If you are separated or considering divorce in New Jersey, you might be concerned about potentially being obligated to pay alimony to your spouse, especially in light of the new federal tax law.
Significantly, for divorce agreements executed on or after January 1, 2019, alimony payments will no longer be tax-deductible to the payor or taxable to the recipient for federal income tax purposes.
Therefore, instead of risking a costly outcome by the court, you might negotiate with your spouse for an alimony “buy-out” or disproportionate distribution of marital assets.
An alimony “buy-out” is where the spouse who is legally obligated to pay alimony pays the other spouse a lump sum – calculated by present valuing an appropriate amount and duration of alimony to today’s dollars.
Alternatively, your spouse might be able to meet his or her future financial needs by receiving a greater share of the marital assets.
Maximize the success of your alimony negotiation with these alimony alternatives by taking these three key actions:
- Know how much money you have and how much you’ll need to move forward.
Ideally, consult with your financial or tax professional for a long-term plan that meets your financial goals for the future. This can give you valuable guidance for structuring your divorce settlement agreement to meet your expenses, maximize savings and minimize tax consequences.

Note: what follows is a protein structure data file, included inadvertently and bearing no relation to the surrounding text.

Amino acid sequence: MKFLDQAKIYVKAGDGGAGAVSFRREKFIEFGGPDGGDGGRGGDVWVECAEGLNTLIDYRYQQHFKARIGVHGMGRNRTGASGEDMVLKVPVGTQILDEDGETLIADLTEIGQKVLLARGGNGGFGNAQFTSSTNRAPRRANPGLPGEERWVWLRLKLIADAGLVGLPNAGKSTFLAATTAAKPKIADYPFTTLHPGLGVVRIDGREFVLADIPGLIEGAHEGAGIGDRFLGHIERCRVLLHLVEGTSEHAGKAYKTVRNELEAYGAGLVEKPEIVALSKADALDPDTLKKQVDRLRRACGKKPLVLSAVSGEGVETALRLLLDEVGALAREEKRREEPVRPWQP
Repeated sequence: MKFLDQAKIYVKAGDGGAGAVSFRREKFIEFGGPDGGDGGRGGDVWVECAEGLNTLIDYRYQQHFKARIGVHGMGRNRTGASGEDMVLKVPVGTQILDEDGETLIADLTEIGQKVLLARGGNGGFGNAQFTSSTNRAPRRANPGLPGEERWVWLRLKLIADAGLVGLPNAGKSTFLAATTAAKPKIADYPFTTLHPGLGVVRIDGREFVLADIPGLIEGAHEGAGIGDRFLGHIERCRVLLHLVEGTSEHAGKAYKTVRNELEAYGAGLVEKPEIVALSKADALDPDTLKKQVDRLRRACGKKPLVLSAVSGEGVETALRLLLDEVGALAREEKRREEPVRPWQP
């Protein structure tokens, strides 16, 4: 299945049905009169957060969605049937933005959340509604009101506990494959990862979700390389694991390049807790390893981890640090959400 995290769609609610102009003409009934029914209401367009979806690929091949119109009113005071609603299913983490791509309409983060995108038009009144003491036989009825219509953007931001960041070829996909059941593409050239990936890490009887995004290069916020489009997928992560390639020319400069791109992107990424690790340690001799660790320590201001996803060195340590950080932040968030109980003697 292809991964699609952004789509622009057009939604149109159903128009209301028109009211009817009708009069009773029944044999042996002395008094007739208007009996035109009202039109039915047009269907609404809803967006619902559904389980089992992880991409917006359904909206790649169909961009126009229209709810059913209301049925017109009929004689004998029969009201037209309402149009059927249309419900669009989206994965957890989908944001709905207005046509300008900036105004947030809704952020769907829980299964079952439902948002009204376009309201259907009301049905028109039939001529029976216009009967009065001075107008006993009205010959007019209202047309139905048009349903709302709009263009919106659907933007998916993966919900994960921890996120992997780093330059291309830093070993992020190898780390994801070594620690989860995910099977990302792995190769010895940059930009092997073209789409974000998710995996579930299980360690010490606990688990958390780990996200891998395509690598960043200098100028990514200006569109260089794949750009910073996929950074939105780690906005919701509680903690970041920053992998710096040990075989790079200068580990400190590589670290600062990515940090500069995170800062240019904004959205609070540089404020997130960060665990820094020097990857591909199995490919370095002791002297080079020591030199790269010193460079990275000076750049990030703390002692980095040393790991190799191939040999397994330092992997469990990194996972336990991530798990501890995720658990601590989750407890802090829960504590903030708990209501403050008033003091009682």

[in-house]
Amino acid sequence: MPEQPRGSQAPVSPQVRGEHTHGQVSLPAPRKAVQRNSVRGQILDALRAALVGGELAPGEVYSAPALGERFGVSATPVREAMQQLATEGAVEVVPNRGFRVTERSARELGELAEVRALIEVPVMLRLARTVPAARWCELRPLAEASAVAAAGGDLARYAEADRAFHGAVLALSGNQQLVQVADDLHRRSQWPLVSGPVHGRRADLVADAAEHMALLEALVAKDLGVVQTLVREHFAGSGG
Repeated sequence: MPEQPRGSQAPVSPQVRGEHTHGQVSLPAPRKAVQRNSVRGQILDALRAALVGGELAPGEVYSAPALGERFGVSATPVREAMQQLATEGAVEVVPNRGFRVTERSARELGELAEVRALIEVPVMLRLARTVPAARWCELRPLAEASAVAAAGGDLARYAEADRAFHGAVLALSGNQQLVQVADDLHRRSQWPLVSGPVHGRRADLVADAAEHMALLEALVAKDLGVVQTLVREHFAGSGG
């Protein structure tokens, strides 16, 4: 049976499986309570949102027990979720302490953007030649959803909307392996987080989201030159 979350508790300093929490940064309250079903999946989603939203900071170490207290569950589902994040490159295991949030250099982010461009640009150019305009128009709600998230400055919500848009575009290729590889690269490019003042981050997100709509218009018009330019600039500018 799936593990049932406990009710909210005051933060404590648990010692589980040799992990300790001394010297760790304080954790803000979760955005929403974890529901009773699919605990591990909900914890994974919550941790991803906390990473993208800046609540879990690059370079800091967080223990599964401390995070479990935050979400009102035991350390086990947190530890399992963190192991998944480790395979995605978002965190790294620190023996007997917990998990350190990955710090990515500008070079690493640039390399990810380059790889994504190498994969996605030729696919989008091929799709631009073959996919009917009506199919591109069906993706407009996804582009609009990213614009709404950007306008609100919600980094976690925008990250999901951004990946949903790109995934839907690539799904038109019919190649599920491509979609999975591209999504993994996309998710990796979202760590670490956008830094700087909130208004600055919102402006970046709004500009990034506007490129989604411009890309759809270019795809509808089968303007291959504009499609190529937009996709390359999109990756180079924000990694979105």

- Determine your priorities and those of your spouse.
It’s likely that you and your spouse each values certain issues more than others. For instance, it might be more important for you to keep your pension and more important to your spouse to have more liquid assets up front to meet initial expenses after the divorce.
- Use a neutral financial planner or forensic accountant with mediation skills.
You might use a neutral financial planner to work with both or either of you to obtain a complete list of marital assets and values and run financial analyses, including net cash flows.
If there’s a business, you can save time and money by jointly hiring a forensic accountant skilled in mediation for an “engagement calculation” or similar analysis to determine an estimated value of the business for purposes of the divorce.
An engagement calculation generally costs far less than a formal business valuation report prepared for court litigation (though you should consult with your attorney as to the pros and cons when a divorce complaint has been filed with the court.)
The costs of reaching an agreement with your spouse out of court are likely to be a fraction of what they’d be if a court were to decide the issues for you.
As always, it is extremely important to consult with a competent and qualified accountant or tax advisor before making any decisions.
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